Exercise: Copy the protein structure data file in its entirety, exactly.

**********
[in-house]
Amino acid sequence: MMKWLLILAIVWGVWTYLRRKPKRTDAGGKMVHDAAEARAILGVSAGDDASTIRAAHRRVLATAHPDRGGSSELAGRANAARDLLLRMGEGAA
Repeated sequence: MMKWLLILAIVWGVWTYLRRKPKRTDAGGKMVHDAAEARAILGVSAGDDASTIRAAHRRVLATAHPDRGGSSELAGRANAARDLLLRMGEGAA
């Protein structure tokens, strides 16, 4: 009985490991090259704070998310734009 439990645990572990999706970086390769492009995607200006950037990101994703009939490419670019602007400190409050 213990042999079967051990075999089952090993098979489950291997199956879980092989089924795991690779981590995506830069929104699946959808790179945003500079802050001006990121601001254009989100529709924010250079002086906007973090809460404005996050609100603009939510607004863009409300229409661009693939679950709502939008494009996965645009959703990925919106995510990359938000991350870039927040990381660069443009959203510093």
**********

[in-house]
Amino acid sequence: MMKWLLILAIVWGVWTYLRRKPKRTDAGGKMVHDAAEARAILGVSAGDDASTIRAAHRRVLATAHPDRGGSSELAGRANAARDLLLRMGEGAA
Repeated sequence: MMKWLLILAIVWGVWTYLRRKPKRTDAGGKMVHDAAEARAILGVSAGDDASTIRAAHRRVLATAHPDRGGSSELAGRANAARDLLLRMGEGAA
């Protein structure tokens, strides 16, 4: 009985490991090259704070998310734009 439990645990572990999706970086390769492009995607200006950037990101994703009939490419670019602007400190409050 213990042999079967051990075999089952090993098979489950291997199956879980092989089924795991690779981590995506830069929104699946959808790179945003500079802050001006990121601001254009989100529709924010250079002086906007973090809460404005996050609100603009939510607004863009409300229409661009693939679950709502939008494009996965645009959703990925919106995510990359938000991350870039927040990381660069443009959203510093």